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SOLID Part 2 - The Open/Closed Principle
January 21, 2014 @ 12:45:29

On today they continue their look at the SOLID development principles with the next letter in the sequence - O for Open/Closed Principle. The first part of the series, covering "S" (the Single Responsibility Principle) can be found here.

The Open/Closed Principle, OCP in short, is credited to Bertrand Mayer, a French programmer, who first published it in his book Object-Oriented Software Construction in 1988. The principle rose in popularity in the early 2000s when it became one of the SOLID principles defined by Robert C. Martin in his book Agile Software Development, Principles, Patterns, and Practices and later republished in the C# version of the book Agile Principles, Patterns, and Practices in C#. What we are basically talking about here is to design our modules, classes and functions in a way that when a new functionality is needed, we should not modify our existing code but rather write new code that will be used by existing code.

They start with a look at OCP in the overall SOLID context and an example of an obvious violation of the principle. Some example code is provided showing a "Progress" class that's bound to at "File" implementation, not abstracted. They offer three different options for solving the issue:

  • Take Advantage of the Dynamic Nature of PHP
  • Use the Strategy Design Pattern
  • Use the Template Method Design Pattern

Each of the above comes with example code and some with illustrations of the structure they create.

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Freek Lijten's Blog:
SOLID - The O is for Open Closed Principle
May 07, 2012 @ 10:45:37

Freek Lijten has posted the second part of his series looking at the SOLID development methodology. In this latest post his looks at the second letter in the acronym - "O" for "Open Closed Principle."

Software that requires an enormous amount of changes to implement one new feature or fix a bug is unstable and should be considered as "bad". Software should be designed so, that in case of a new feature, no existing classes should have to change. In other words: it is closed for modification. Existing software may be extended to achieve new features however.

He starts off with a "What" section explaining a bit more about what this open/closed means for your code and gets into an example showing it in a more practical way. He shows how to take the principle and refactor an API connector class to pass in the object it needs (Bike) and use that to get information (rather than just passing in the data). He uses a Factory to get the object type he needs based on the Bike type.

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Josh Adell's Blog:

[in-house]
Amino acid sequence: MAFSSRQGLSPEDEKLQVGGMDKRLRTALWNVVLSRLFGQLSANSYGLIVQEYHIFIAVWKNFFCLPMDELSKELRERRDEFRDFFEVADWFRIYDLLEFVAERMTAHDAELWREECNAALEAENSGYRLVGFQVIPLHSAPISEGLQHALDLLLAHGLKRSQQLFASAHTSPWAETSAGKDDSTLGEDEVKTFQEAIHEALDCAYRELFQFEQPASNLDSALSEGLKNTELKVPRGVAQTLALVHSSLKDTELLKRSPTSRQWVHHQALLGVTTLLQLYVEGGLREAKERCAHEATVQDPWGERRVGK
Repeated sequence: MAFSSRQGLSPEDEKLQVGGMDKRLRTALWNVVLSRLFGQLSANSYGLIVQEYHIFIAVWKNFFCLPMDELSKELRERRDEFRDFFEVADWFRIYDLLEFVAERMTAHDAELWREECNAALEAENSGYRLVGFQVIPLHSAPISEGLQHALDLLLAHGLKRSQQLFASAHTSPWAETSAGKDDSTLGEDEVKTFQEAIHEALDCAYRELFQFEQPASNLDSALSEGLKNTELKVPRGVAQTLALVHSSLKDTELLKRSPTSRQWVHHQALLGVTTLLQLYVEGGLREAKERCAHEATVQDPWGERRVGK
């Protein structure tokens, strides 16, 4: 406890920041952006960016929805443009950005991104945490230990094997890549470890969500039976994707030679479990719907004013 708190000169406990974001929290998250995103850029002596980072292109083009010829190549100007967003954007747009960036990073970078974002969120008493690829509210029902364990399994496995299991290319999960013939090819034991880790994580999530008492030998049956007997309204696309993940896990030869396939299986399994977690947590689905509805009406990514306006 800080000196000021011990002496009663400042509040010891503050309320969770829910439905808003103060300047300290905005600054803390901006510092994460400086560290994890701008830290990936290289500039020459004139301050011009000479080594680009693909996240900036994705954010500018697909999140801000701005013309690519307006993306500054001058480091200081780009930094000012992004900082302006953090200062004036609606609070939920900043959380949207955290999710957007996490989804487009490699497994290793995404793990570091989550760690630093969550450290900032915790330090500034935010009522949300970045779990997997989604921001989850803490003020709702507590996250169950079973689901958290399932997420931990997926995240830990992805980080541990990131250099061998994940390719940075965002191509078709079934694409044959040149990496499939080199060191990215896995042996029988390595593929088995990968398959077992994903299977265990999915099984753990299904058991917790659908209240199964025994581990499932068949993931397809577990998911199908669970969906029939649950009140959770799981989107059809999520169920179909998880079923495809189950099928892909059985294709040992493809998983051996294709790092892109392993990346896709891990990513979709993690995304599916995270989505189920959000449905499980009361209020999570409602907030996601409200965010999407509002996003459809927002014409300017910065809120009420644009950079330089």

Command Invoker Pattern with the Open/Closed Principle
January 16, 2012 @ 10:04:42

In a response to a recent post on about the "Open/Closed Principle" Josh Adell has posted an example of a " flexible and extendable command invocation solution" implementing this SOLID idea.

Let's overcome some of these issues [with only being able to extend the invoker class and that the invoker needs to know how to create commands], and also make the code even more extensible. I'll use a simplified command invoker to demonstrate.

His code is included - the creation of a "Command" interface and two comments that implement it: "HelloCommand" and "PwdCommand", each with "register" and "execute" methods. His "Invoker" class then only needs to be told how to map these commands and the "register" is called as they're needed. You can find the full example code for this invocation example in this gist.

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Open/Closed Principle on real world code
January 13, 2012 @ 09:05:53

In a new post to Giorgio Sironi talks about the "open/closed principle" in software development and shows an example based on the design of the PHPUnit_Selenium project.

This article shows an example of how the application of the Open/Closed Principle improved the design of a real project, the open source library PHPUnit_Selenium. These design concepts apply to every object-oriented language, including Java, Ruby or even C++. The Open Closed Principle, part of SOLID set, states that software should be open for extension and at the same time closed for modification.

He starts with a little background on the project, pointing out that there's a Session object it uses for all of its testing with a magic "__call" method that handles any kind of method call to the object. This method has issues (dependencies, strict requirements for use) but can be refactored according to the Open/Closed idea to set up an array of anonymous functions that can be called as a "command". Examples of these types of classes are also included (one for the "click" action on a button and another for getting the current location).

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